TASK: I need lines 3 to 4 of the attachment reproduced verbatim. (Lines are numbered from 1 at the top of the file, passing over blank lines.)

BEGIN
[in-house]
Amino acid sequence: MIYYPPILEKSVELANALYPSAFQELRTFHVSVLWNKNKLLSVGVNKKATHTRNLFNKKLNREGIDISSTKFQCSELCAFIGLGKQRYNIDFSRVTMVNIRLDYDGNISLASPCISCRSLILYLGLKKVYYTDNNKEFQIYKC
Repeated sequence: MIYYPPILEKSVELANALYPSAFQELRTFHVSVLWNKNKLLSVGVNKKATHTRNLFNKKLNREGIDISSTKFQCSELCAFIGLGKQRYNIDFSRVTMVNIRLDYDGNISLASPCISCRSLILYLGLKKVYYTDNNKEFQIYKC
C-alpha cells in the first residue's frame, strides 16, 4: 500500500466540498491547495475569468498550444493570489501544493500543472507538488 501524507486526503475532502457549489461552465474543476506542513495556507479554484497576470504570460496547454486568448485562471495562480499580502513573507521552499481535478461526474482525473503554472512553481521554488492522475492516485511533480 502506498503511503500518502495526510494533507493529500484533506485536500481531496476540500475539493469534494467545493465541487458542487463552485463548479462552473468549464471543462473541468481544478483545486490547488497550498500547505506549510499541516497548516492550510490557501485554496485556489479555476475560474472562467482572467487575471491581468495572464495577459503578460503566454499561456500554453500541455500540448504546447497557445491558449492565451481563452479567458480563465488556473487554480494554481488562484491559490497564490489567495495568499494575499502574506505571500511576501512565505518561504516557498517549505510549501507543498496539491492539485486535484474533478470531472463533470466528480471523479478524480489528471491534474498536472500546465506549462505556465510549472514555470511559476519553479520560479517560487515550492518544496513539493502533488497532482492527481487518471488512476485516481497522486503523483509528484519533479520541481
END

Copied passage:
Repeated sequence: MIYYPPILEKSVELANALYPSAFQELRTFHVSVLWNKNKLLSVGVNKKATHTRNLFNKKLNREGIDISSTKFQCSELCAFIGLGKQRYNIDFSRVTMVNIRLDYDGNISLASPCISCRSLILYLGLKKVYYTDNNKEFQIYKC
C-alpha cells in the first residue's frame, strides 16, 4: 500500500466540498491547495475569468498550444493570489501544493500543472507538488 501524507486526503475532502457549489461552465474543476506542513495556507479554484497576470504570460496547454486568448485562471495562480499580502513573507521552499481535478461526474482525473503554472512553481521554488492522475492516485511533480 502506498503511503500518502495526510494533507493529500484533506485536500481531496476540500475539493469534494467545493465541487458542487463552485463548479462552473468549464471543462473541468481544478483545486490547488497550498500547505506549510499541516497548516492550510490557501485554496485556489479555476475560474472562467482572467487575471491581468495572464495577459503578460503566454499561456500554453500541455500540448504546447497557445491558449492565451481563452479567458480563465488556473487554480494554481488562484491559490497564490489567495495568499494575499502574506505571500511576501512565505518561504516557498517549505510549501507543498496539491492539485486535484474533478470531472463533470466528480471523479478524480489528471491534474498536472500546465506549462505556465510549472514555470511559476519553479520560479517560487515550492518544496513539493502533488497532482492527481487518471488512476485516481497522486503523483509528484519533479520541481